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Home>Daily Capital>Retirement Planning>Transitioning Careers? Beware the 401k Laziness Trap

Transitioning Careers? Beware the 401k Laziness Trap

This post also appears in Forbes. Reprinted with permission.

We are a work force on the move. Job change is so common, we’re typically jolted when we hear someone has stayed with one employer for their entire career. Whether it is a voluntary move to a new and better opportunity, or the result of a layoff, moving on is part of the 21st century economy.

Yet amid the career moves you have made-or will make in the future-there is an odd counterweight at play as well: Workers tend to keep their 401k plan at an old employer when they leave the job. You leave, but your money stays put. Cerulli Associates estimated in a 2011 study that there is nearly $250 billion in retirement accounts left behind by former employees. 

The Cost of 401k Laziness

If you happen to work for a small or midsize employer, chances are that staying put can be a costly mistake. A recent study for the mutual fund trade association documented that participants in smaller plans typically pay annual fees that are 1 percent or more than what folks in the big plans pay. And those big plans were on average still paying more than what any investor could achieve with a portfolio of low-cost exchange traded funds (ETFs) and mutual funds.

By leaving your money put, you could be leaving a whole lot of money on the table come retirement time.

Let’s say you are 40 years old, and have an old 401k from a prior job with $150,000 in assets. That plan charges 1.5 percent a year in annual expenses. Fast forward 30 years. Assuming the money grew at an annualized 6 percent, once we factor in the 1.5 percent annual fee (this is invisible to you—it is subtracted from a fund’s gross return before your account is credited with any gain or loss) your account would be worth more than $560,000 at age 70.

Not bad, you think.

Not so fast. You could do so much better. Let’s instead assume your $150,000 is invested in funds that shave off just 0.50 percent a year, so your net annualized gain is 5.5 percent. That will turn today’s $150,000 into nearly $750,000 over the next 30 years. Simply by reducing your investing costs you could potentially increase your retirement savings by nearly $200,000. Not by taking more investment risk, but by moving your old 401k into what is known as an IRA Rollover account.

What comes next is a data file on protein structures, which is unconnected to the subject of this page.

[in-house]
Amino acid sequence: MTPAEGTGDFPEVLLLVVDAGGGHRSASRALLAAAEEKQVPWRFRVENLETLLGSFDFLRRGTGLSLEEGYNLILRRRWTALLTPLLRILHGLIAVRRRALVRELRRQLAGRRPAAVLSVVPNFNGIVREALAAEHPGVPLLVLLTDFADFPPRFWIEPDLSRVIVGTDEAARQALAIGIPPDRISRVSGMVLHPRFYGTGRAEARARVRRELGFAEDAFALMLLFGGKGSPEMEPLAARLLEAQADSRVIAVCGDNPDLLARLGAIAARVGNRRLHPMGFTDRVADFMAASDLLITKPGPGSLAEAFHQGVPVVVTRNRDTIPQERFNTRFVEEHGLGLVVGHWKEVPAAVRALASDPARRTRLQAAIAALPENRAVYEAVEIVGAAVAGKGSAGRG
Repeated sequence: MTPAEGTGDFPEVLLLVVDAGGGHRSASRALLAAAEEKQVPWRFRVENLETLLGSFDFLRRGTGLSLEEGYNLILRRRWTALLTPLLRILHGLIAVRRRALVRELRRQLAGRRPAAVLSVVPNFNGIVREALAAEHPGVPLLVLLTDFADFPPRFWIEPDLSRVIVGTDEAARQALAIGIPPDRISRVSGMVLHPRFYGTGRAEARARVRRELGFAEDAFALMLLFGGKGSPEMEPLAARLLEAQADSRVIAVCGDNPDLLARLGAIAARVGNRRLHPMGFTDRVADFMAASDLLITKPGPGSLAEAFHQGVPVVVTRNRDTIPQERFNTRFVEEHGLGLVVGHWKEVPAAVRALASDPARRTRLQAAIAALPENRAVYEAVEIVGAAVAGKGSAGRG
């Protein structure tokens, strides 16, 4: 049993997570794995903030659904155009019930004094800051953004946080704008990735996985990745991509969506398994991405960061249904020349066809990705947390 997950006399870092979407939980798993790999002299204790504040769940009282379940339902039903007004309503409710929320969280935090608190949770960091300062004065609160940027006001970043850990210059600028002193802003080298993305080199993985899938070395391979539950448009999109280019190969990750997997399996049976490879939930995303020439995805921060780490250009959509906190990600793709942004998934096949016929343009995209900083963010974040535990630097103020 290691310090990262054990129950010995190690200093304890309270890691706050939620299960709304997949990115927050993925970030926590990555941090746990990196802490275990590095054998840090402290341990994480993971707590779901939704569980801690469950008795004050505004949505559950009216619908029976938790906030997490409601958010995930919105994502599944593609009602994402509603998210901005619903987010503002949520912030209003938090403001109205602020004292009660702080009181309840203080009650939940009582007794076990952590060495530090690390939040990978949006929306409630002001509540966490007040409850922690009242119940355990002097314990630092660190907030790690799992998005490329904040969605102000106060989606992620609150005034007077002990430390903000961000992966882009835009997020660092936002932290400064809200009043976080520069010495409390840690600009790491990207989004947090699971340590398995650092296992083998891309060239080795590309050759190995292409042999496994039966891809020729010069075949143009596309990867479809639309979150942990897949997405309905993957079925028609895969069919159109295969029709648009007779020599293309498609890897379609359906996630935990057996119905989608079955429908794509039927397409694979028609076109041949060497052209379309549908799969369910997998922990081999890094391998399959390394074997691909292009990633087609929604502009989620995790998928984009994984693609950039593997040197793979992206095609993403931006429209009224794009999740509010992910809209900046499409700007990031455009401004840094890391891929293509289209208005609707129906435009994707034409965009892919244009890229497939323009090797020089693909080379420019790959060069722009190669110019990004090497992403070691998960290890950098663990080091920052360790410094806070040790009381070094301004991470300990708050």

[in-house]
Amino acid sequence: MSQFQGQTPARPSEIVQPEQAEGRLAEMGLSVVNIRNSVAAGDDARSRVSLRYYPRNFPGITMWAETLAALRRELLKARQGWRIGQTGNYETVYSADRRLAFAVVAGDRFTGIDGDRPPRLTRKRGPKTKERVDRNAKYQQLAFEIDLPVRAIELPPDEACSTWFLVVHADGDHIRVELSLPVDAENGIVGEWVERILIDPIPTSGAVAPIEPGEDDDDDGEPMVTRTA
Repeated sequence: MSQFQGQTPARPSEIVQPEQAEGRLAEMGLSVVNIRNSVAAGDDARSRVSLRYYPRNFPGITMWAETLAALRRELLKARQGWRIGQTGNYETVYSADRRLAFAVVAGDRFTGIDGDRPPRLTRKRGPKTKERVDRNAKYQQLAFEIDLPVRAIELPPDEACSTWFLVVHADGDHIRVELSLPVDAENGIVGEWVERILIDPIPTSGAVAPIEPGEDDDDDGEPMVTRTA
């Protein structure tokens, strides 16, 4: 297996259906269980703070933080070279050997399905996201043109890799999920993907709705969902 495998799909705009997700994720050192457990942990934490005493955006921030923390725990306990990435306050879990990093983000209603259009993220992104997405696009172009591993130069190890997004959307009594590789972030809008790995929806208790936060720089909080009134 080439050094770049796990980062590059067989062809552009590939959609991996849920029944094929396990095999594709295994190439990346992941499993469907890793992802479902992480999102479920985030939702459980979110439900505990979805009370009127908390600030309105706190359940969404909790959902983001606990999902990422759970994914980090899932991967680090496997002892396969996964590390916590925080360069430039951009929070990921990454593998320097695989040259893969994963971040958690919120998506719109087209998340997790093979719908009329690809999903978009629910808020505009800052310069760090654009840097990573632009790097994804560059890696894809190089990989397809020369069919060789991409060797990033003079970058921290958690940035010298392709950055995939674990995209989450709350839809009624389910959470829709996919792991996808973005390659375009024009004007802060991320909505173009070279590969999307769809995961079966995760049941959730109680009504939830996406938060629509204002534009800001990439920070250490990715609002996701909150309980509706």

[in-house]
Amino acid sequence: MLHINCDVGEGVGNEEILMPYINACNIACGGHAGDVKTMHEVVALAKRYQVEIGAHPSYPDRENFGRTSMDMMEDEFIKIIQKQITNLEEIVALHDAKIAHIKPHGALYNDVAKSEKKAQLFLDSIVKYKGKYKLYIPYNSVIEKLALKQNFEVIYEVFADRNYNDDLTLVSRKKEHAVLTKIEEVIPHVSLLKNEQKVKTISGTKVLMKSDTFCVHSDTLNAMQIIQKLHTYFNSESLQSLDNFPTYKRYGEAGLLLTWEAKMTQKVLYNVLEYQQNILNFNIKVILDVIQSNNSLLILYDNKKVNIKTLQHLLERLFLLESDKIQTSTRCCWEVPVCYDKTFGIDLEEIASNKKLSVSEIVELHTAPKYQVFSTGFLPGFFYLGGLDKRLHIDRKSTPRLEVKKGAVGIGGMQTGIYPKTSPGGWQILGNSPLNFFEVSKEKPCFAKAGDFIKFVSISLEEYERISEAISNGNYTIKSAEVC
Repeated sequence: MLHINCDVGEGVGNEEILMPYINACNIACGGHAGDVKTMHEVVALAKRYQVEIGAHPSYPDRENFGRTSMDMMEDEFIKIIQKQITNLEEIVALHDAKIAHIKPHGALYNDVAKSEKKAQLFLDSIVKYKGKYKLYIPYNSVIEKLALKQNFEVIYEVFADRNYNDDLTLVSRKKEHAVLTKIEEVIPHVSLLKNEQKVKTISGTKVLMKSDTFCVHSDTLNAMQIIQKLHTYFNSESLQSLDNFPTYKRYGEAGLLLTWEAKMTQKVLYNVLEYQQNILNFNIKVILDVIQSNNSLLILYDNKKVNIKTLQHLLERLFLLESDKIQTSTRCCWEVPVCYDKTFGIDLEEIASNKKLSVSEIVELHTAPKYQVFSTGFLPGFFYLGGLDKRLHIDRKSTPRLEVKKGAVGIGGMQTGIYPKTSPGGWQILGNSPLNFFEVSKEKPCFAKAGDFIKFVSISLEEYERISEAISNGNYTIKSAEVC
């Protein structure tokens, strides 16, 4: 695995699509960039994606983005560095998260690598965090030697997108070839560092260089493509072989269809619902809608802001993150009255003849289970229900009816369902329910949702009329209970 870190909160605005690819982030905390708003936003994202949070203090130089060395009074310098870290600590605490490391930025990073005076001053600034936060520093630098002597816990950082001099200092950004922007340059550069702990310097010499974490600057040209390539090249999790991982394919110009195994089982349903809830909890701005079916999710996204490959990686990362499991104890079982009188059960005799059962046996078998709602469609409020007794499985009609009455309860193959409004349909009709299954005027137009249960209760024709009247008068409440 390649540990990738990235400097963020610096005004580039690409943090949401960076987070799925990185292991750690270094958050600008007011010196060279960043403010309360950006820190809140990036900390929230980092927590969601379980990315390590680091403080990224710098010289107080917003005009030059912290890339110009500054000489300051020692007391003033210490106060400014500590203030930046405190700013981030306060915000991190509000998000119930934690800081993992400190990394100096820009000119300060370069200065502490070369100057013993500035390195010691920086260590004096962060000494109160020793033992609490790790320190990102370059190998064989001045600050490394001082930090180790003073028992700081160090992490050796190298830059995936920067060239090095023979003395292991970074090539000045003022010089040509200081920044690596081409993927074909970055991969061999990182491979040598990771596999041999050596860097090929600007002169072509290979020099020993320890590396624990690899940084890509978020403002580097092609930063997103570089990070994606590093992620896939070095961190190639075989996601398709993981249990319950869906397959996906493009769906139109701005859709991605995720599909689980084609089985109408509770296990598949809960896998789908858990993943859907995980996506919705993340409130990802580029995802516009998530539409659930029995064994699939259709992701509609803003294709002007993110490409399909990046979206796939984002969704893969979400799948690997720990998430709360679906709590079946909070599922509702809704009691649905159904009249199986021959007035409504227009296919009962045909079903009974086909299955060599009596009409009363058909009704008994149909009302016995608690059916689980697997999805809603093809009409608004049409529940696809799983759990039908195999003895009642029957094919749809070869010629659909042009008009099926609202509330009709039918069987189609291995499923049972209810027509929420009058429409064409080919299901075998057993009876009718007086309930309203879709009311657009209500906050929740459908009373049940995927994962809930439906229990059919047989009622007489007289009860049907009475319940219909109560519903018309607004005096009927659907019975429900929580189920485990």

While you must keep your money with an employer’s plan when you’re drawing a paycheck from that business, the minute you leave, no matter your age, you are allowed to do a rollover. Not sure if your old 401k plan is expensive? Personal Capital’s free 401k Fee Analyzer will tell you whether making a move could give you a smart fee advantage.

Take the Direct Route to More Retirement Security

Dreading the paperwork to make the move? Granted, it’s going to take a little bit of effort-though not much-and let’s review what the potential payoff could be: six figures. I know your time is valuable, but that seems like a pretty good payoff for what might be a total of one hour’s work, max.

Rolling over your 401k into an IRA is not really all that complicated. The key step is to make sure you do what is known as a direct rollover. This means the money gets zapped directly from your old 401k to the brokerage account or fund family where you plan to move your money. Fail to do a direct rollover and you could run into a nasty tax bill. The company where you will be moving your money will have the paperwork you need to fill out-just check the direct rollover option-and you’re good to go.

Once the money is transferred to your new account, you or your advisor, can choose from thousands of ETFs, funds, or individual stocks and bonds You’re no longer stuck with just the dozen or so funds typically offered within a 401k. My advice is to focus on low-cost options. It’s as close as you can get to a free lunch. By choosing low-cost investments for your new IRA rollover you are giving your retirement security a huge boost, without having to ramp up your savings or your portfolio’s risk.



The content contained in this blog post is intended for general informational purposes only and is not meant to constitute legal, tax, accounting or investment advice. You should consult a qualified legal or tax professional regarding your specific situation. Keep in mind that investing involves risk. The value of your investment will fluctuate over time and you may gain or lose money.

Any reference to the advisory services refers to Personal Capital Advisors Corporation, a subsidiary of Personal Capital. Personal Capital Advisors Corporation is an investment adviser registered with the Securities and Exchange Commission (SEC). Registration does not imply a certain level of skill or training nor does it imply endorsement by the SEC.

Bill Harris is the founder of Personal Capital. He has spent 25 years building financial technology, notably serving as CEO of Intuit and PayPal. He is the founder of several financial technology companies and has served on the boards of numerous technology firms, such as SuccessFactors, RSA Security, Macromedia, and
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